Skip to main content

Thought for the Day: Aveilus and Kaddish

I tend to link aveilus and the of saying kaddish together.  That is, kaddish is being said either by someone who is in aveilus or on behalf of someone in aveilus.  The truth is, though, they are two different activities and serve different functions.  Aveilus provides a n'chama to the nifter and to the avel.  Kaddish provides merits to the nifter and an elevation of the soul in the olam shel emes.  It is possible to have cases where one is applicable and the other not.  For example, I am saying kaddish now for my wife's brother, who had no children of his own.  Halichos Shlomo discusses a few other special cases and how to handle them.

First, I was interested to see a halachic reference to adoption.  Halichos Shlomo says it is appropriate for an adoptee to sit shiva and accept n'chama for a the adopter out of hakaras hatov.  Of course, this is only l'chumra; the "avel" would still need to put on t'fillin on the first day, not be patur from talmud torah, etc.  This has two implications that are very personally interesting to me.  Imagine a ger whose father was Jewish and who also has children from a Jewish wife from before he converted.  That ger has no halachik relationship with either generation.  From this Halichos Shlomo, it would be appropriate for said ger to sit shiva for his father and for his children to sit for him.  (When the time comes; let's not rush things.)

Another case: a person has only daughters, so there are aveilos, but no one to say kaddish.  The daughters' sons, he says, are the most appropriate to take that role, and even to daven from the amud.  In fact, if there other aveilim, the Halichos Shlomo says it they should take turns at the amud.  Moreover, it is appropriate for them to daven from the amud on chol ha'moed and rosh chodesh; and that is true even if there are sons.  Since the reason a son does not daven on those occasions is out of kavod ha'tzibur, and that reason does not apply to the grandsons.

One more case.... if a person, rachmana latzlan, chooses cremation or donation to science (essentially just as bad halachically), then the there is no aveilus, though the sons should say kaddish for the entire 12 months after the p'tira (not jsut 11).  On a positive note, when one family heard that p'sak, they were able to convince the person to retract his distressing decision and opt instead for a proper k'vurah.

Comments

Popular posts from this blog

Thought for the Day: Battling the Evil Inclination on all Fronts

Yom Kippur.  When I was growing up, there were three annual events that marked the Jewish calendar: eating matzos on Passover, lighting candles on Chanuka, and  fasting on Yom Kippur.  Major news organizations around the world report on the "surreal" and "eerie" quiet of the streets in even the most secular neighborhoods of Israel.  Yom Kippur.

As you know, I am observant of Jewish law.  Some have even called me "ultra orthodox" (not in a kind way).  Given that, I have a question.  How likely do you think that I would be tempted to eat on Yom Kippur, that most holy day of the year?  Let's make the scale zero to ten, where zero is "as likely as driving through McDonald's on Shabbos and ordering a Big Mac with extra cheese." and ten is "as likely as breathing regularly".  Take your time.  If you answered "zero"; thank you, but -- sadly and penitently -- no.  The answer is more like nine; I'd like to say lower, but i…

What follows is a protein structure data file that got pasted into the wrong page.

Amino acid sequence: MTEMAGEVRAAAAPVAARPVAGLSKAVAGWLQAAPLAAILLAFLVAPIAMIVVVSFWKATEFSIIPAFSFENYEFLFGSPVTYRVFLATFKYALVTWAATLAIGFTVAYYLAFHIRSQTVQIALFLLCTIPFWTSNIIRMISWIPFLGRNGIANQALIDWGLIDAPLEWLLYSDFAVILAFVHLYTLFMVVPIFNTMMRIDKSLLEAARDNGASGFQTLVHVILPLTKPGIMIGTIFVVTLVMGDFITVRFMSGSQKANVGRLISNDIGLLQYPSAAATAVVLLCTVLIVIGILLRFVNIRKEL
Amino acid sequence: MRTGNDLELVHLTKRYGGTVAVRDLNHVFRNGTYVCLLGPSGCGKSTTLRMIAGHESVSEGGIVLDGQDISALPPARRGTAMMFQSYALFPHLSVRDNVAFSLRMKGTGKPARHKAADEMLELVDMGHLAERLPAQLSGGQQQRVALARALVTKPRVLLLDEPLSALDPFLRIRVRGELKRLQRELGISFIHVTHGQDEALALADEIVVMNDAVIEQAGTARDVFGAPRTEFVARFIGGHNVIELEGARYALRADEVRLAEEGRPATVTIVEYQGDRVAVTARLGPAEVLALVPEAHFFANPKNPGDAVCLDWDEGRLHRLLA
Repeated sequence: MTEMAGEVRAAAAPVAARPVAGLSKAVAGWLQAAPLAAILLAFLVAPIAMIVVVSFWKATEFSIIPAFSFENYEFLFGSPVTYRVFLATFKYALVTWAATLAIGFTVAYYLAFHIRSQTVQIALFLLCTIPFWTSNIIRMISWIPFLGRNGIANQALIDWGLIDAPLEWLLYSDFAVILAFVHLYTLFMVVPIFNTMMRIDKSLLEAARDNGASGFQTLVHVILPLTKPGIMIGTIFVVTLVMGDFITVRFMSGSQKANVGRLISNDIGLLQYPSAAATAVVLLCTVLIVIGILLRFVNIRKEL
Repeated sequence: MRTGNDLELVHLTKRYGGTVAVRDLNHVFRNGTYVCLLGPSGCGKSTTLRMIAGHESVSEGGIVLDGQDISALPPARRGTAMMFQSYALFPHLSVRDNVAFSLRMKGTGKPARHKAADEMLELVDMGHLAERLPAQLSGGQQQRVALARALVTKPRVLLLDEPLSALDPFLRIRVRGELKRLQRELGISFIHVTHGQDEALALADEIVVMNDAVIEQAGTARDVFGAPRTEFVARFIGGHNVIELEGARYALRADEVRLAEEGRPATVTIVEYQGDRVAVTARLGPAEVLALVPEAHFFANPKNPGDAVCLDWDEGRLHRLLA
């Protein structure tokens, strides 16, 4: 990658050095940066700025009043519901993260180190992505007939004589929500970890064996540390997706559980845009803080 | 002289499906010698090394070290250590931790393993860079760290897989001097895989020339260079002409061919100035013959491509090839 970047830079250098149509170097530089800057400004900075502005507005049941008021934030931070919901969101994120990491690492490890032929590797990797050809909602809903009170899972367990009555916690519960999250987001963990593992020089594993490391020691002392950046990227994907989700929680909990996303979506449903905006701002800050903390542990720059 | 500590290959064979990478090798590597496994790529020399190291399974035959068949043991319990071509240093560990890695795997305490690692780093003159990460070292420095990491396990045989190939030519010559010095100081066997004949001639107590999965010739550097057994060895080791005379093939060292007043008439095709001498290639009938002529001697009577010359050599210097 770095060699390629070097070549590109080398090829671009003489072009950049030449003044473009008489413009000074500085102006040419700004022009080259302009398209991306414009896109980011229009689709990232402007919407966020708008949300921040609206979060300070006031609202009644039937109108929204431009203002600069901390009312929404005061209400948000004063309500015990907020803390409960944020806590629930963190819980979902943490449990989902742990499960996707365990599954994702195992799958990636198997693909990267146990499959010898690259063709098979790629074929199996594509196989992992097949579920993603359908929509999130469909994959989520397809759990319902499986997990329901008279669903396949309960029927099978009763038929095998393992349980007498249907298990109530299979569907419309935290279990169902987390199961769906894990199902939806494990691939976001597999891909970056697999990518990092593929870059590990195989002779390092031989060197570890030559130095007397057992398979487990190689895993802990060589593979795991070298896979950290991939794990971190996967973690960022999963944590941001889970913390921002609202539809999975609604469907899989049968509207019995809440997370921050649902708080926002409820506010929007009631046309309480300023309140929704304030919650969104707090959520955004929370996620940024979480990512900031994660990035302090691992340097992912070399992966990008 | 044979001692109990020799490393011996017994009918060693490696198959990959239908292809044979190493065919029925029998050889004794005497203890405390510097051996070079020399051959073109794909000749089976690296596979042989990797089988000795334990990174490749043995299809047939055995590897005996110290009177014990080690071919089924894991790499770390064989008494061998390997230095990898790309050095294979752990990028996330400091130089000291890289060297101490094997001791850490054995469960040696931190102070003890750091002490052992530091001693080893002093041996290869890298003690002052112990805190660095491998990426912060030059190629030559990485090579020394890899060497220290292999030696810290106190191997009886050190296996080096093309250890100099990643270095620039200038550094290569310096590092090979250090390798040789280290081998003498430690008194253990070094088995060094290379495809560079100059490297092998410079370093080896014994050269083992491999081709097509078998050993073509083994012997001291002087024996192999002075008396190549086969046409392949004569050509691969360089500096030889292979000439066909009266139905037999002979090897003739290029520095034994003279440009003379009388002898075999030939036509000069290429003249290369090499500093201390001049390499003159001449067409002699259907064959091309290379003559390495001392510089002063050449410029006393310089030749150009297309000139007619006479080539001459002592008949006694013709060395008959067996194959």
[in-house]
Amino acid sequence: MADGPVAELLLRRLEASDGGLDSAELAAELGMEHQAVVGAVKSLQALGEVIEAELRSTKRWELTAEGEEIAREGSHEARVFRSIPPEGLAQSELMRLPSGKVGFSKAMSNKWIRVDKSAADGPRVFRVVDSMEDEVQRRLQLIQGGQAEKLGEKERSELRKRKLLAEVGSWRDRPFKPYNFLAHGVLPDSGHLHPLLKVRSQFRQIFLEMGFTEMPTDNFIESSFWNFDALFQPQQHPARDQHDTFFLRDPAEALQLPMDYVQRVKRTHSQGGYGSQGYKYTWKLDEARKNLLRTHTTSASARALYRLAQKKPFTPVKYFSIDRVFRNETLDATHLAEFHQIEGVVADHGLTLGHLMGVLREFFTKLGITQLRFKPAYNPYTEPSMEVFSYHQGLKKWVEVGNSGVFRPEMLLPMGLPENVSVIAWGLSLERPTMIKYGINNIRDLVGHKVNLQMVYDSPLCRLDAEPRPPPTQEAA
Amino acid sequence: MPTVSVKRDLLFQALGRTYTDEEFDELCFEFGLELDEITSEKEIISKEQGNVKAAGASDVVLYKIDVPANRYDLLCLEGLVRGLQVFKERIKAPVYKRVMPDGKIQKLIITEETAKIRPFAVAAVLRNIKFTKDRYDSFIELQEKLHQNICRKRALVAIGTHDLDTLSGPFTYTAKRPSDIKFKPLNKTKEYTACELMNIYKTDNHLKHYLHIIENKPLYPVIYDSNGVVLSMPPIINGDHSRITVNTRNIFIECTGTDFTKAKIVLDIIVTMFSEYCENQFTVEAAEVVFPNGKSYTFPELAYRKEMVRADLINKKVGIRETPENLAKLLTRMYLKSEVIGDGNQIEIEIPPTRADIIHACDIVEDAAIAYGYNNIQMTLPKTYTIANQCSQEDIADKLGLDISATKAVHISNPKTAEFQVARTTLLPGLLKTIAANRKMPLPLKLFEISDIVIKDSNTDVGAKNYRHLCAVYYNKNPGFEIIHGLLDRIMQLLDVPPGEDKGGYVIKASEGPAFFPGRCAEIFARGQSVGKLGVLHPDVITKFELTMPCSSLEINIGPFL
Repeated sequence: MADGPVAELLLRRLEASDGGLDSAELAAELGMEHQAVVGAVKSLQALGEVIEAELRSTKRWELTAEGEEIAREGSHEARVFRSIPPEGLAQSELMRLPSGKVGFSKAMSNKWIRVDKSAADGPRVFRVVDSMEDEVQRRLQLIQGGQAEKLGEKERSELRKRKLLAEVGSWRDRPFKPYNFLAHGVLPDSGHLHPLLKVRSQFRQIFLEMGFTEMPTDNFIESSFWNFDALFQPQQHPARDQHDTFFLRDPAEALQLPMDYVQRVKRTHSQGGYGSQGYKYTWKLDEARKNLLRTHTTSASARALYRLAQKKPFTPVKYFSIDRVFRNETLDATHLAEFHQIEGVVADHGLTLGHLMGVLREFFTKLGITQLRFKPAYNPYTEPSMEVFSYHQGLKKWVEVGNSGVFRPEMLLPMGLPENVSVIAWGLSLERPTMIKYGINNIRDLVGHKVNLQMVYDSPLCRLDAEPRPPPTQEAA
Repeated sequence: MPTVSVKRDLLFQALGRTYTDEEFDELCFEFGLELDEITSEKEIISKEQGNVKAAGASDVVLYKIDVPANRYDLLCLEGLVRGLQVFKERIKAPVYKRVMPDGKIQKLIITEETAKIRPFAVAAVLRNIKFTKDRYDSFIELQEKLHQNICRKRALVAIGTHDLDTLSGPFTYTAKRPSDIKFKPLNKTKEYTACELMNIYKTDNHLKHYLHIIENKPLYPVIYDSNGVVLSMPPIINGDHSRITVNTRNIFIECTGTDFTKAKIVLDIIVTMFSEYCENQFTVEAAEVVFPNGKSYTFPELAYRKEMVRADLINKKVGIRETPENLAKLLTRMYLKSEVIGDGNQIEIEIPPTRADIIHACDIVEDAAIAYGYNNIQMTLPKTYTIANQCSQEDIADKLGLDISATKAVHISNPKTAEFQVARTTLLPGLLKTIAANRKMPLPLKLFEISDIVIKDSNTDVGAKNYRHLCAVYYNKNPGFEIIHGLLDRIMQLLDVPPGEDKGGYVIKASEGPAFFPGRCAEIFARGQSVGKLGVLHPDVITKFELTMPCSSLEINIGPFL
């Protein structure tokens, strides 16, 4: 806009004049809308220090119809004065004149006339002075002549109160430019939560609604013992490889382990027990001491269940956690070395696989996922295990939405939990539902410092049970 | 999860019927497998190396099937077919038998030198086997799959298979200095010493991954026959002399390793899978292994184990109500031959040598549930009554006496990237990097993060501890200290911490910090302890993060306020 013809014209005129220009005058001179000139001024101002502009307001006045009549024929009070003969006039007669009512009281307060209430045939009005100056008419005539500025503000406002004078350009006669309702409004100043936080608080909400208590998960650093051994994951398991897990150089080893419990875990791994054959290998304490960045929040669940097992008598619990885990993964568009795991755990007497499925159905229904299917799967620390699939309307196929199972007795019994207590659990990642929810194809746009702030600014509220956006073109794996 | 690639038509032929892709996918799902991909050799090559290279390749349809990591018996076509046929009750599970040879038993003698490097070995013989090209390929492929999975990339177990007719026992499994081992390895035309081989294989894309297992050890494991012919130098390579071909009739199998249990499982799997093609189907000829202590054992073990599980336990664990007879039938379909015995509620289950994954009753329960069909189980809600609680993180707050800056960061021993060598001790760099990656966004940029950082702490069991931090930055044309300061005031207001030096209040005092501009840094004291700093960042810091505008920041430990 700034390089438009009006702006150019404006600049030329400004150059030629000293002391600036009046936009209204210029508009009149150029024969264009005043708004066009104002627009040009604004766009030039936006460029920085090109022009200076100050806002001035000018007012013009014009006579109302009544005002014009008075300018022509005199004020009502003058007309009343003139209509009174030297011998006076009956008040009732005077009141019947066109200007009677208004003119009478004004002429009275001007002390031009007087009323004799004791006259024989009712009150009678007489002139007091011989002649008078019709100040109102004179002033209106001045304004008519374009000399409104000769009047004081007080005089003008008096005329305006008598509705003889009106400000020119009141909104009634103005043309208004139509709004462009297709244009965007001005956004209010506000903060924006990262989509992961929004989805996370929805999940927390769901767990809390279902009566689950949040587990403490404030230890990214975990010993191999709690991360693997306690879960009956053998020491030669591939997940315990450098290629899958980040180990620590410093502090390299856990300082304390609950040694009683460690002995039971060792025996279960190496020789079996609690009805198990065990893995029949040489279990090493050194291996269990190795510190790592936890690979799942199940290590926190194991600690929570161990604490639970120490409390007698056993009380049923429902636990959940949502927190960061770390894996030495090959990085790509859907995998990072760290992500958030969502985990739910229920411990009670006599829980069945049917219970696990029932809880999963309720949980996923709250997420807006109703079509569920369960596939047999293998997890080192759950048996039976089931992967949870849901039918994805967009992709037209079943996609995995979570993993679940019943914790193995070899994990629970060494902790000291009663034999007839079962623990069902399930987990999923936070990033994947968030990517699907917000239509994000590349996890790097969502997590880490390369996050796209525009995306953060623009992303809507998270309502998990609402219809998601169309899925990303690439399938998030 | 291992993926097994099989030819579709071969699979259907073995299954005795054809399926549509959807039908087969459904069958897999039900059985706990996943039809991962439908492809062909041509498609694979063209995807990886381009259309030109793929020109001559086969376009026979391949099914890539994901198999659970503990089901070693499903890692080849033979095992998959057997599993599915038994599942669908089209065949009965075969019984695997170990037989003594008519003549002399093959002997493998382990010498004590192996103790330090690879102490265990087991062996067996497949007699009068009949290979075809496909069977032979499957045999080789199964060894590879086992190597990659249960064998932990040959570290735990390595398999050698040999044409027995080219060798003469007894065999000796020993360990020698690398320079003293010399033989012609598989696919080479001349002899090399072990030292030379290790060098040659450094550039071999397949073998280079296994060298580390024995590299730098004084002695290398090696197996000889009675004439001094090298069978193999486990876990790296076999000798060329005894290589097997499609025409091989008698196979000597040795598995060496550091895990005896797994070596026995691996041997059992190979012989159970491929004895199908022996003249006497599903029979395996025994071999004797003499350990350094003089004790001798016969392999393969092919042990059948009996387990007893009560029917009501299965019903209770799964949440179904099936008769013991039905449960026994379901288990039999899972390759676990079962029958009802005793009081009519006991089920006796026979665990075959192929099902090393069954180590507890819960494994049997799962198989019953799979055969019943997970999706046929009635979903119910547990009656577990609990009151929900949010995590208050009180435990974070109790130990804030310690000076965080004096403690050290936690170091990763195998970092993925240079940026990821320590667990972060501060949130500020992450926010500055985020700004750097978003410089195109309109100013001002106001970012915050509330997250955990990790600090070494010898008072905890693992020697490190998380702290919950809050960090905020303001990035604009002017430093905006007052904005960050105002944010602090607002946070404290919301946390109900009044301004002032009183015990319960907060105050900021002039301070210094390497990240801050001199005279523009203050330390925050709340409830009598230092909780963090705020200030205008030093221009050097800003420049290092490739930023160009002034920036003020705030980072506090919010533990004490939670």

Thought for the Day: Coming Into This World for Torah, Avodah, and Acts of Loving Kindness

This TftD is so self-serving that I should be embarrassed.  But I am not... talking about grandchildren is always off budget.  I have, bli ayin hara, a beautiful new grandson; born at 6:11 PM CDT last Friday night.  The secular (aka -- by me, anyway -- slave) date is October 20, 2017 CE.  The Hebrew (aka Real) date is certainly Rosh Chodesh חשון/Cheshvan and certainly in the year 5778 since Creation.  The date, you ask... good question!

Sundown on Friday night was 6:01 PM CDT, which means he was born either at the end of the last day of תשרי or the beginning of the first day of Cheshvan; a period know as בין השמשות/twilight.  What's the big deal, you ask... I am so glad you asked.  We all deal quite handily with בין השמשות every week and every holiday; we're just stringent.  We start Shabbos and the first day of Yom Tov before בין השמשות; that is, before sundown.  Likewise, we end Shabbos and the first day of Yom Tov after בין השמשות; some 42, 50, 60, or 72 minutes after sundo…

Thought for the Day: Prayer II -- How?

Now that we know that the obligation to pray is nothing more (nor less!) than a divine decree, we are going to also need instructions from heaven on how to implement that decree.  I cannot stress enough how important it is to have instruction from heaven how to implement heavenly decrees.  One only needs to look at the shambles that one modern ism has made of the very important Torah principle of תיקון עולם/improving and fixing the world.  They have taken words out of context and used them to support their own nefarious schemes.  (To the point that Google Translate actually translates -- not transliterates -- תיקון עולם as Tikkun Olam.  Amelia Bedelia would be proud; we are not amused.

The Torah teaches us how to pray in two complementary fashions.  One is the way in which the concept is presented as an obligation, the other is by giving us examples of how to practically implement those instructions.

The obligation is introduced in the second paragraph of "sh'ma" -- וּלְ…